No tags :(

Share it

KING 4252; OCTOBER, 1948



The ruler of the rock roost for much of 1948 was Wynonie Harris. The swaggering, leather-lunged hell-raiser was in the process of firmly establishing the prototype for rock frontmen to follow for eternity. Equal parts sex, charisma and attitude combined with a voice that rumbled all the way to the back row of any theater he might find himself playing in, it was the blueprint that virtually every guy – and a good many women – found themselves emulating ever since. Elvis Presley we know was a worshipper at the alter of Harris, but everyone from Mick Jagger and Wilson Pickett to Robert Plant and Tina Turner was spawned from Harris’s DNA.

So considering this was his breakout year, the twelve months where he created his legend by laying the ground rules for rock’s most high profile gig – that of the cocksure singer – and propelling rock music itself into the black mainstream with the success of Good Rockin’ Tonight, it’s a bit disconcerting to see that ever since that immortal record came out last winter Harris has been treading water more or less, stylistically if not commercially.

Would You Believe What I’m Gonna Tell You?
By this point in our blog regular readers must be sick to death of hearing about the infernal recording ban of 1948 that threw everything into disarray when it comes to what was able to be released. As sick as you are of reading about it, I’m even more tired of having to refer to it in seemingly every review. It’s like I’ve become Bill Murray in Groundhog Day, as the same story needs to be told and retold to put the particulars of so many of these songs in the proper context and it’s driving me crazy. Writers want to offer new and interesting insight, not rehash the same plotline over and over.

But as much as I complain about the unwelcome task of delving into it yet again here, there’s just no way around it. Like it or not the recording ban was THE dominant story of 1948 along with rock’s rise to prominence itself. The two go hand in hand, you can’t mention one without bringing up the other.

Now we know that in some cases the ban on cutting new recordings after December 31st 1947 meant that rock had more time to catch its breath and allow the already recorded sides in that vein a bit more time in the spotlight than they otherwise might’ve had.

It also meant that the BEST of those sides, the ones that seemed to grasp the concept of rock ‘n’ roll most authentically – like say for instance, I dunno… Harris’s Good Rockin’ Tonight – made an even bigger impact than they would’ve otherwise, simply because they were surrounded by a backlog of more timid records saddled with staid and outdated arrangements. A short time later when the hottest vocal sides from the vaults were emptied by the spring, it gave the honkin’ tenor sax instrumentals the stage to itself which further established the wild, anarchic style they specialized in as a cornerstone of the genre that was taking shape.

But then even those sides recorded at the tail end of 1947 started running thin and so more and more independent record labels began sneaking in their artists under darkness of night to record new material in violation of the ban. Those that did so were amply rewarded for it, as evidenced by the smash success of The Orioles, who were able to introduce a new element to the mix (the youthful, yearning emotion in a vocal group), something that was desperately needed by the summer of ’48 to keep the forward momentum for rock ‘n’ roll moving along.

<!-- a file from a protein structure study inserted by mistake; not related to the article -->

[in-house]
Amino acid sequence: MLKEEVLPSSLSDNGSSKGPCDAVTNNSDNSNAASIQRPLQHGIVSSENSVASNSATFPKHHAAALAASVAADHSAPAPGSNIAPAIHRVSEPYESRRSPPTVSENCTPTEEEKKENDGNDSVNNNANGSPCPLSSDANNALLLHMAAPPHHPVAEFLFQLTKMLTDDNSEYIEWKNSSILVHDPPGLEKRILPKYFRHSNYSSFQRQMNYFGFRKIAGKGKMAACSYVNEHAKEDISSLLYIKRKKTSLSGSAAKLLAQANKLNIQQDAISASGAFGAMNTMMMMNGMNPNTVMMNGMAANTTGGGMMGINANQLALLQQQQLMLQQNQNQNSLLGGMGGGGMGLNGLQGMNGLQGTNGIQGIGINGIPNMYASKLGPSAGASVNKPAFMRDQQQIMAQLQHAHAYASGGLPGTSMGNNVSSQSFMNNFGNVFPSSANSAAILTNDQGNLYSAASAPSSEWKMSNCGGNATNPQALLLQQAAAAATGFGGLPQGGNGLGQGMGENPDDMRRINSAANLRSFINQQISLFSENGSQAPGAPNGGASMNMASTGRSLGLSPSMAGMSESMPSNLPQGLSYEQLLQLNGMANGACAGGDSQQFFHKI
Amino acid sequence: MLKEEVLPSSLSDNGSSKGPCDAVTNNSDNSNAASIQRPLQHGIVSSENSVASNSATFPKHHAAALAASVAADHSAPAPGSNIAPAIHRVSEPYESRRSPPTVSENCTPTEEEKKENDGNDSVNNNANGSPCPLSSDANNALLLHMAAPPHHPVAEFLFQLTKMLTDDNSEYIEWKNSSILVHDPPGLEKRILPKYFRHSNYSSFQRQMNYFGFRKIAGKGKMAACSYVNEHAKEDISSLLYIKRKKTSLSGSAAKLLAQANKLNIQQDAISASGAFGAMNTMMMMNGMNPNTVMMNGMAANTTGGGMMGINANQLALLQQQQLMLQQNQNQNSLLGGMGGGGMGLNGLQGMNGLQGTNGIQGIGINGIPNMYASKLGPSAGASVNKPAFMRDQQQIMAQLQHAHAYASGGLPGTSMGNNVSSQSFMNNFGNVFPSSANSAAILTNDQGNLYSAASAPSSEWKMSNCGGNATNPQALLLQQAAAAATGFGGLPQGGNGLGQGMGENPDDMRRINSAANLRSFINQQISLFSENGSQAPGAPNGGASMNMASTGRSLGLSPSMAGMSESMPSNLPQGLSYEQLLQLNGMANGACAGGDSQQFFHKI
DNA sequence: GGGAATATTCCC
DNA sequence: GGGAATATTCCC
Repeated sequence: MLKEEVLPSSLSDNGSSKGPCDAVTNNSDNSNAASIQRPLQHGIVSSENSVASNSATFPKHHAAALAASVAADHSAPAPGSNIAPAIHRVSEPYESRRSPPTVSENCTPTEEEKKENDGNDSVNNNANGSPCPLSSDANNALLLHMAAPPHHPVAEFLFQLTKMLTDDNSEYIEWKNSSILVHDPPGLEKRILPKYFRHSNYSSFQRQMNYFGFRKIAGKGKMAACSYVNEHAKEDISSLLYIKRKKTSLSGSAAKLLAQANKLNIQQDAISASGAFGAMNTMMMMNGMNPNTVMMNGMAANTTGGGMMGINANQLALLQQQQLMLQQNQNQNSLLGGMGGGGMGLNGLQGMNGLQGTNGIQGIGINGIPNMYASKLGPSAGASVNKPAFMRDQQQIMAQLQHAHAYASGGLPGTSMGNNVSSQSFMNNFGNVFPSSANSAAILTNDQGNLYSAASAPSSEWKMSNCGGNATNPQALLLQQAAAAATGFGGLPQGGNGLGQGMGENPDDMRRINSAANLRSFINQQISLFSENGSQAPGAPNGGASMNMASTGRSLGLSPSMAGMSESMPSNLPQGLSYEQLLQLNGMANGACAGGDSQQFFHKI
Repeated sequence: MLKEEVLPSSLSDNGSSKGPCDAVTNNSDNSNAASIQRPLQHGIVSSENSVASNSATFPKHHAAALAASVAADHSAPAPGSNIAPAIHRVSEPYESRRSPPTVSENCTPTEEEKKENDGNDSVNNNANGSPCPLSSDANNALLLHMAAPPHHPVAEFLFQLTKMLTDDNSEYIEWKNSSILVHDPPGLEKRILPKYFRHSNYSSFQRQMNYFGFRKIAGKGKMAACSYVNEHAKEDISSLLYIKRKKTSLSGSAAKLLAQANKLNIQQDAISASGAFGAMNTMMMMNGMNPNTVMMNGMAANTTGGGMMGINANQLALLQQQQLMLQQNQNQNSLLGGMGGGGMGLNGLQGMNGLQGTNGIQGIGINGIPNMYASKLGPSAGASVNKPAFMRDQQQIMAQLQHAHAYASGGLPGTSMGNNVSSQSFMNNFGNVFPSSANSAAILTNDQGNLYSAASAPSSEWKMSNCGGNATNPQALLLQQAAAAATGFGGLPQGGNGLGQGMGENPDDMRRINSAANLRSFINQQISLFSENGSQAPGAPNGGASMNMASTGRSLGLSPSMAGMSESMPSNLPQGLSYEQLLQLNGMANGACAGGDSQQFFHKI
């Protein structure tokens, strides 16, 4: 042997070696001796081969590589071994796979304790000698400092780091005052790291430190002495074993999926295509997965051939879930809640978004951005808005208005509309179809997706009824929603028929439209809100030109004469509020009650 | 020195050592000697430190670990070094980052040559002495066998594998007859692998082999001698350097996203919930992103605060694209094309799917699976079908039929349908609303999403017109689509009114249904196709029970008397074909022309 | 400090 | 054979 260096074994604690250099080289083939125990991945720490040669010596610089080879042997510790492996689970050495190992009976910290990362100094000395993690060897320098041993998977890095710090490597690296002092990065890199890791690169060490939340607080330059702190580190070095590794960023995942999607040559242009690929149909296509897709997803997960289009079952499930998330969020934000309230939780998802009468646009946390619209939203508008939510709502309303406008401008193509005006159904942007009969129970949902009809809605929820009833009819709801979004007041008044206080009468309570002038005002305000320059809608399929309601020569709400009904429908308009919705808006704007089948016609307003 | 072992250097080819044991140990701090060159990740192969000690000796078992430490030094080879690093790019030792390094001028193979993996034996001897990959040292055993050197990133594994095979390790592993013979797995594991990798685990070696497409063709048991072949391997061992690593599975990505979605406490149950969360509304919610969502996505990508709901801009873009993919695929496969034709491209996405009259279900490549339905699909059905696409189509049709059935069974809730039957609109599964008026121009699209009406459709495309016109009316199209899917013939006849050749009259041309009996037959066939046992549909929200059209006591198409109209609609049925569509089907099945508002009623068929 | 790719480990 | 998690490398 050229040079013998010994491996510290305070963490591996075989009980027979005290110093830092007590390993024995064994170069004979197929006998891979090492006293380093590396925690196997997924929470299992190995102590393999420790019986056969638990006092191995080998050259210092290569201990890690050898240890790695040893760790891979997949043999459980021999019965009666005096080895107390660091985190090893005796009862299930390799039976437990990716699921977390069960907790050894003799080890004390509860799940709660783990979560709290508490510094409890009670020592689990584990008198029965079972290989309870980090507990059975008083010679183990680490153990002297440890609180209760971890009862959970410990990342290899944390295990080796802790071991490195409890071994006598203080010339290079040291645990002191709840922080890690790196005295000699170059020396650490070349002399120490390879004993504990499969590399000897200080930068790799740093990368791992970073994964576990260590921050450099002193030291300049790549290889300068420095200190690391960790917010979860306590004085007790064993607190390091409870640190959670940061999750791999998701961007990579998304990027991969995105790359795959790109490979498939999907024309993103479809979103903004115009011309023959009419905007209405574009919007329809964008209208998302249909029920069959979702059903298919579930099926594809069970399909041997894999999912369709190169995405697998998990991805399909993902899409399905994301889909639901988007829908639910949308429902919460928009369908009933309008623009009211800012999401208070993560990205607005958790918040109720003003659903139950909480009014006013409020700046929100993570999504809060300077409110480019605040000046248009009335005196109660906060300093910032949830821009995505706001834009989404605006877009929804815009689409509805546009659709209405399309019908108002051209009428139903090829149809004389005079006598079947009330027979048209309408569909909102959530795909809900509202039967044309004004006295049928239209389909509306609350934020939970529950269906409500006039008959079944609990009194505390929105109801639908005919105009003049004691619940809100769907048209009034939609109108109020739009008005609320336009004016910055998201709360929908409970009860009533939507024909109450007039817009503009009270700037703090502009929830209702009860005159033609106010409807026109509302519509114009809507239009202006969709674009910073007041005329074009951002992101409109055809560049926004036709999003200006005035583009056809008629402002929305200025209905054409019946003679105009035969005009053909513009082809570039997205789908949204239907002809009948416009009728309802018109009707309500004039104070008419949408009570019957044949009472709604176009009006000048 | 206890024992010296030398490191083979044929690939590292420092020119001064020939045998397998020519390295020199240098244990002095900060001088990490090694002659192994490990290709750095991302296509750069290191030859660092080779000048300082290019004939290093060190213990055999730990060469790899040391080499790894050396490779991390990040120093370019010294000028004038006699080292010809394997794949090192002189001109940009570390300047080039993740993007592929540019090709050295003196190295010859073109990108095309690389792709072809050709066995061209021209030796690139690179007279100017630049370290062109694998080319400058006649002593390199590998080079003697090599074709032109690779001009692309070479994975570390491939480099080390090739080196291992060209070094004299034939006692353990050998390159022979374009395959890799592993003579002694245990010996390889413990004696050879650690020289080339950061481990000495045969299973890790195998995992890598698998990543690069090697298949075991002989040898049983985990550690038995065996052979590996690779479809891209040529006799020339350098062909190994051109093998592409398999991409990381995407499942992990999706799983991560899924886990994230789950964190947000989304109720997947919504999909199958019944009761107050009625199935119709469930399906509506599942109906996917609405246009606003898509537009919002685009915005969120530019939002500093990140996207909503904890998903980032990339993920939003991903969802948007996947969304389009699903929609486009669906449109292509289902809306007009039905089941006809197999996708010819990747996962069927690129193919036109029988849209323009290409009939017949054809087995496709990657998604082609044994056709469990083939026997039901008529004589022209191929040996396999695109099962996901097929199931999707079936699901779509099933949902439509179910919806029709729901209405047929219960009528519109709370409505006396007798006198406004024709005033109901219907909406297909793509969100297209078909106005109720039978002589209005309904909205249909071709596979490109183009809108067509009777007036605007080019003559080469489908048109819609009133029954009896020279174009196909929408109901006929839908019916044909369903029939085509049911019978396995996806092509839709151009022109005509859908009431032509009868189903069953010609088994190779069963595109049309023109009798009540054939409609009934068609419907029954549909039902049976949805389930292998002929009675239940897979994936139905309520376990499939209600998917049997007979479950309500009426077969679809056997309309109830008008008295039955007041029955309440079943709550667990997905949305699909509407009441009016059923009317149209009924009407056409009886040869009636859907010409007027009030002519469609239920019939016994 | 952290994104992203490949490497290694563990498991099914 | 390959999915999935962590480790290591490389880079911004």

But now it’s fall and Wynonie Harris’s immortal record which foretold of this revolution was nearly a year old. What’s more troubling is that his new release – the one you’re reading about right now – was even older than that… by six days.

I Wanna Tell You Just What To Do
It’s somewhat hard to believe that Syd Nathan, the nearsighted, tightfisted visionary who ran King Records, let it come to this. He’d been scratching and clawing his way up the independent record label ladder since 1943 until he was among those on its highest rung for well over a decade, a man who had the foresight to target two thoroughly neglected markets (rural whites with country music and urban blacks with an uptown blues-jazz hybrid and now had moved “all-in” on rock ‘n’ roll) well before most anyone else in the business, and who was downright progressive in his hiring of the best qualified people, regardless of race, for key roles in shaping the music, which included Henry Glover as one of the first black A&R men in the field.

Nathan was also the one who ingeniously streamlined every aspect of the record business to cut out as many of the middle men as possible (by running his own record pressing plant, along with a printing press for the labels and album covers, and hiring his own distributors) that had chipped away at profits and efficiency.

Yet somehow THIS man, this total maverick who was like a bull in a china shop when it came to following the usual standards of professionalism, would mindbogglingly adhere to the recording ban when it was now starting to cost him the market share he’d already carved out!

What the hell was he thinking?!?!

Harris’s last sessions had come during the final weeks of 1947 when labels were stockpiling tracks to have enough to get them through another lengthy ban. Wynonie Harris convened with a crack crew of talent, Sammy Price on piano, Tom Archia and Hal Singer on sax, and cut a boatload of songs on December 23rd, then again a week later. Sifting through the material that winter Nathan and company rightly chose his blistering cover of Roy Brown’s Good Rockin’ Tonight as the best bet for a hit and gave it an early release and were promptly rewarded for it when it went to #1, fully establishing rock music as a commercial powerhouse.

They followed it with another cut that originated from Roy Brown, Lollipop Mama, and it too did well, though it was a step or two behind “Rockin” in terms of cutting edge qualities. But now they were out of anything that resembled what had worked so well for them, not surprising since of course when those revolutionary tracks were cut nobody involved KNEW they’d be revolutionary, nor popular, nor even moderately commercial. They’d been casting as wide a net as possible at the time, hoping that just ONE of the styles they tried might connect with someone but clearly they were unsure of which it would be, as evidenced by the song they chose as the flip side to this cut today, Blowin’ To California, which is rooted in more of a swinging jazz milieu.